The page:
A good rule of thumb is that you'll almost certainly have to take the SAT I (or the ACT), but you'll probably only need to take the SAT II if  you're applying to very selective colleges. Nonetheless, you should check the testing requirements for each school you're applying to, since they can differ quite a bit.

The majority of colleges have one of three basic policies on the SAT Subject Tests. Let's go through them one at a time.


They Only Ask for the SAT (or ACT)

Most schools, including the major state universities, don't require applicants to submit Subject Test scores. However, some colleges will still consider SAT II scores, so they can be a helpful way to show mastery of a certain subject area (as long as you do well).


They Ask for the SAT (or ACT) and SAT Subject Tests

A handful of very selective schools, including Harvard, Carnegie Mellon, and Pomona, require applicants to submit scores from both the SAT I and between one and three (usually two) SAT II tests. Some colleges have more specific guidelines regarding which tests you need to take: for example, MIT requires one Math SAT II and one Science SAT II. 

Other schools—including Brown, Rice, and McGill—will waive the Subject Tests requirement if you submit ACT scores. These schools do still look at the Subject Test scores if you send them, however.


They Ask for the SAT or SAT Subject Tests

A growing subset of schools have adopted test flexible policy, which means they allow students to choose which scores they'd like to submit from a number of different tests. Examples of schools that allow students to submit SAT II results in place of SAT or ACT scores include NYU, Colorado College, and Middlebury.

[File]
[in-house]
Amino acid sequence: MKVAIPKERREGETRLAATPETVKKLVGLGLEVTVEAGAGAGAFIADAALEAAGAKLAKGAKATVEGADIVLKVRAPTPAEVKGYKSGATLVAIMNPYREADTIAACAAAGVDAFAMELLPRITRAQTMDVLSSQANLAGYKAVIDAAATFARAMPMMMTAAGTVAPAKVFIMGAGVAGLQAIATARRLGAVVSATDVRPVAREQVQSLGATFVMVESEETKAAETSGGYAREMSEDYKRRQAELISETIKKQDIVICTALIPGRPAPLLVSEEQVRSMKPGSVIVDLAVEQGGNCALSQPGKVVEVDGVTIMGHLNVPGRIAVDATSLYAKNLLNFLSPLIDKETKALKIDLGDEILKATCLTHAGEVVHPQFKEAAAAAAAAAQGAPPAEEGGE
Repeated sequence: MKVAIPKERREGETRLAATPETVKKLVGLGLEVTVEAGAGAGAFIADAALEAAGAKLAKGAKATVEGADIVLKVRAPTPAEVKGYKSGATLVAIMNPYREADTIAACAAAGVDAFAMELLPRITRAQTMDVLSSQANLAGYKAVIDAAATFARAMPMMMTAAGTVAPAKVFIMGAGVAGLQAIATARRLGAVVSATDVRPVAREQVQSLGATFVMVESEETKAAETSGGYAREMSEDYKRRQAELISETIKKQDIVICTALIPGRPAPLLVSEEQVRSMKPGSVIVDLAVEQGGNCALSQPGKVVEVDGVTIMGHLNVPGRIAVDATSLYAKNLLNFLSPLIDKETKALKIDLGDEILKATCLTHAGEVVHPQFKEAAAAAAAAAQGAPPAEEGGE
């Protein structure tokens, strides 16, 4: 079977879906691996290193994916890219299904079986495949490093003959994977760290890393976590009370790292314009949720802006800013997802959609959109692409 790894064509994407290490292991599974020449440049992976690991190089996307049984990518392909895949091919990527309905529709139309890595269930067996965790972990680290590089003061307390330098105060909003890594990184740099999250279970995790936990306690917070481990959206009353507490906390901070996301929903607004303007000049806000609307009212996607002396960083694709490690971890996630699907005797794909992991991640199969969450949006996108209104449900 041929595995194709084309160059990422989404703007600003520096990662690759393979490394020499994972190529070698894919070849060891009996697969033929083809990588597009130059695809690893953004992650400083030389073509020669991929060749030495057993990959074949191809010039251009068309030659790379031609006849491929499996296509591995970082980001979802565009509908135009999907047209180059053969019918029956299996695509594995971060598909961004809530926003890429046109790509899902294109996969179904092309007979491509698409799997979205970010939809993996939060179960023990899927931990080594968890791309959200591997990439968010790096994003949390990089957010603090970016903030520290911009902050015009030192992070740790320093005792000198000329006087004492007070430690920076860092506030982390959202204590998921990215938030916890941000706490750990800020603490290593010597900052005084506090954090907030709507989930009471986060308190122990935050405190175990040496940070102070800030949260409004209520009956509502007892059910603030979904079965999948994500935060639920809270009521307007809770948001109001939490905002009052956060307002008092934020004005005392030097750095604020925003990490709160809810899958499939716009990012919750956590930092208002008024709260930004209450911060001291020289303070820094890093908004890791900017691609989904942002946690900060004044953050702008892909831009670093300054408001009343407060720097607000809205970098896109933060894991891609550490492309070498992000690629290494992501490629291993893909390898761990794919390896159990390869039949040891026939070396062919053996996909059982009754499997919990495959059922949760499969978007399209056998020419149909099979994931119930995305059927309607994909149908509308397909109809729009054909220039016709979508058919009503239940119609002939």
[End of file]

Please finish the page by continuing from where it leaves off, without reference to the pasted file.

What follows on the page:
As you can see, colleges policies on the SAT II vary widely. Make sure to look up the testing requirements for every school you’re planning to apply to and determine what you need to do well in advance. You might want to start by checking out our complete list of schools that require SAT Subject Tests, but be sure to confirm colleges' policies on their websites.


What's Next?

If you've determined that you need to take the SAT II, the next step is figuring out which Subject Tests you should take and what scores you need to shoot for. You might also want to take a look at  our SAT Subject Test study guides for US History and Physics.

If you're applying to Ivy League schools, check out our target guides on what SAT score you need, how the Ivy League views the ACT, what their average SAT II scores are, and exactly how you can get in.


Want to improve your SAT score by 160 points? We've written a guide about the top 5 strategies you must be using to have a shot at improving your score. Download it for free now:

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Alex Heimbach
About the Author

Alex is an experienced tutor and writer. Over the past five years, she has worked with almost a hundred students and written about pop culture for a wide range of publications. She graduated with honors from University of Chicago, receiving a BA in English and Anthropology, and then went on to earn an MA at NYU in Cultural Reporting and Criticism. In high school, she was a National Merit Scholar, took 12 AP tests and scored 99 percentile scores on the SAT and ACT.